For every film I work on, there’s usually a Twitter hashtag or account dedicated to the film (What if there’s no hashtag or account? That’s a red flag.) where people will post stuff that’s going on. Some films it’s just me posting and on some films (like FAVOR), the Twitter feed is pretty active. You’d think the Twitter activity on a film wouldn’t have any correlation at all to the quality of the production, but it does. Maybe that’s because you’d be a damned fool to be a filmmaker without a Twitter account, but there’s something to it. FAT KID RULES THE WORLD is pretty active. There’s @FatKidMovie, of course, and Matthew Lillard (@lillardmatthew), but also lead actor Jacob Wysocki (@JacobWysocki) and his movie dad Billy Campbell (@WOCampbell) have been tweeting regularly about the film.

And then there’s @TheiPhotographr. For the longest time, I had no idea who @TheiPhotographr was. There’s two people taking still photographs on set–myself and Gabe, one of the PAs. But I’ve seen Gabe’s photos and the style doesn’t match at all. It can’t be him. For a while I thought maybe it was someone who was on set before I showed up, but then he/she kept posting photos from days I was there, like these:

Over The Shoulder  @FatKidMovie  @arkfilms_dp  #iP

Getting Into The Scene W/ @Lillardmatthew & @JacobWysocki   @FatKidMovie  #iP

Standing Tall (Dan Misner-Best Boy Grip)  @fatkidmovie #iP

@neilhimself look who just got the gift of American Gods, @WOCampbell

Take 4   @FatKidMovie @WOCampbell  @Photojojo  #iP #pjchallenge

Surfacing   @FatKidMovie  W/ @JacobWysocki  #iP

Who doesn’t love a good mystery?

Then I looked at the account a little closer and pieced it together. @TheiPhotographr was very likely Key Grip Patrick Barcroft. It made a lot of sense. They were the type of photos you could only get if you were right in the middle of the production, and a key grip would be that guy. Plus, they’re really good photos.

But let’s think about that for a minute. Here you’ve got a Key Grip (and, from what I can tell, a good one) who posts a production photo or two a day from your shoot. He’s got followers (461, as I write this) who are going to get a very small, but very pretty window into your production. It’s kind of like A Year Without Rent, without the risk of someone writing that your production is a clusterfuck. Basically, he’s going to make you look good.

I think this is the future of production. Instead of being a rarity, people like Patrick are going to be the norm. You’ll have a crew full of people sharing photos and thoughts from your production. They’ll all bring their own built-in audiences along with them and it’ll be the production’s job to maximize that contribution. Some productions will clamp down and try to control it in the same way that corporations try and get their employees to toe a line, but the smart ones will give them free reign. Sure, they’ll give parameters like “don’t reveal the killer,” but it won’t be much more than that. And the productions will be better for it. They’ll have an easier time of finding their audiences because the audience will come from the processes that get the film made in the first place.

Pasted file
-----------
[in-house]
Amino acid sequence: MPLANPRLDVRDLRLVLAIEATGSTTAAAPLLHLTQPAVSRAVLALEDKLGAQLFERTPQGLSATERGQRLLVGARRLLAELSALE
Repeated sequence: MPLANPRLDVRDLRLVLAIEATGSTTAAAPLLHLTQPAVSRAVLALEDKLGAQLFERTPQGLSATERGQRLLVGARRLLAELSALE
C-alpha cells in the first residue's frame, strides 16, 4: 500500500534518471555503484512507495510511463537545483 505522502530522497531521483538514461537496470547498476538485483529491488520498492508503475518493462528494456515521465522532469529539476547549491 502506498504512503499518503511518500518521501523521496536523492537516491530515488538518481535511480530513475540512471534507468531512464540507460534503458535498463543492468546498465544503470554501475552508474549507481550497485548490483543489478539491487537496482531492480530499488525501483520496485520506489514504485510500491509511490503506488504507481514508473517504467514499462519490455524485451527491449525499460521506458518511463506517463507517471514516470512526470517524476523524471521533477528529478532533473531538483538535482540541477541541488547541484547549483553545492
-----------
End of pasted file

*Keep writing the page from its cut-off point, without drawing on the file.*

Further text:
Plus, they’ll draw better crews.

Screen shot 2011-09-10 at 1.37.57 PM

There was a discussion on Twitter some time ago about whether or not directors let the social media following of actors influence casting decisions.

Of course it does.

It’s more than that. Social media is going to influence your choice of a Key Grip and on down the line. Everything else being equal, would you rather have Patrick or someone with 10 followers on Twitter who hasn’t posted in 6 months?

And it’s not as simple as requiring people to post stuff on social media sites, like a lot of productions are doing now. That’s a band-aid, and not a very good one. There’s no really incentive to engage with people, which is the key benefit. The posts come off a perfunctory and they accomplish almost nothing other than looking desperate. You’re better off having them do nothing.

Or, you hire someone like Patrick who already engages with an audience who likes and trusts him. Because someone like that won’t just help you get your film made, but he’ll help you get your film seen. And isn’t that the point?

Filmmaker Lucas McNelly is spending a year on the road, volunteering on indie film projects around the country, documenting the process and the exploring the idea of a mobile creative professional. You can see more from A Year Without Rent at the webpage. His feature-length debut is now available to rent on VOD. Follow him on Twitter: @lmcnelly.

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